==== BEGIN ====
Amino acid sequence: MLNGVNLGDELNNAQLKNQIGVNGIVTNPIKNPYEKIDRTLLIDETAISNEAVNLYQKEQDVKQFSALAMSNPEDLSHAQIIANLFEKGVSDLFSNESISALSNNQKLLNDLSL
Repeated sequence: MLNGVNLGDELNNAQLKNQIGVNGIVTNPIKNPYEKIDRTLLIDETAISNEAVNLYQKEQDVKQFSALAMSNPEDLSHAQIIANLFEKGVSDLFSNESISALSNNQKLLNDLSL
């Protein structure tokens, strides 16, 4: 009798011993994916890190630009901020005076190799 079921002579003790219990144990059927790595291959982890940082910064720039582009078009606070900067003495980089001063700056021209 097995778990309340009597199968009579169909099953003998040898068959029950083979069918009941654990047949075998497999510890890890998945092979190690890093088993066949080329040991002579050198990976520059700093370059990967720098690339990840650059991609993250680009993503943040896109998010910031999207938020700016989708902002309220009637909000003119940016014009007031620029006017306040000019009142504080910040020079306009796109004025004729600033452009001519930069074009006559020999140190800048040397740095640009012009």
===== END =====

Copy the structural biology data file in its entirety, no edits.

Amino acid sequence: MLNGVNLGDELNNAQLKNQIGVNGIVTNPIKNPYEKIDRTLLIDETAISNEAVNLYQKEQDVKQFSALAMSNPEDLSHAQIIANLFEKGVSDLFSNESISALSNNQKLLNDLSL
Repeated sequence: MLNGVNLGDELNNAQLKNQIGVNGIVTNPIKNPYEKIDRTLLIDETAISNEAVNLYQKEQDVKQFSALAMSNPEDLSHAQIIANLFEKGVSDLFSNESISALSNNQKLLNDLSL
């Protein structure tokens, strides 16, 4: 009798011993994916890190630009901020005076190799 079921002579003790219990144990059927790595291959982890940082910064720039582009078009606070900067003495980089001063700056021209 097995778990309340009597199968009579169909099953003998040898068959029950083979069918009941654990047949075998497999510890890890998945092979190690890093088993066949080329040991002579050198990976520059700093370059990967720098690339990840650059991609993250680009993503943040896109998010910031999207938020700016989708902002309220009637909000003119940016014009007031620029006017306040000019009142504080910040020079306009796109004025004729600033452009001519930069074009006559020999140190800048040397740095640009012009």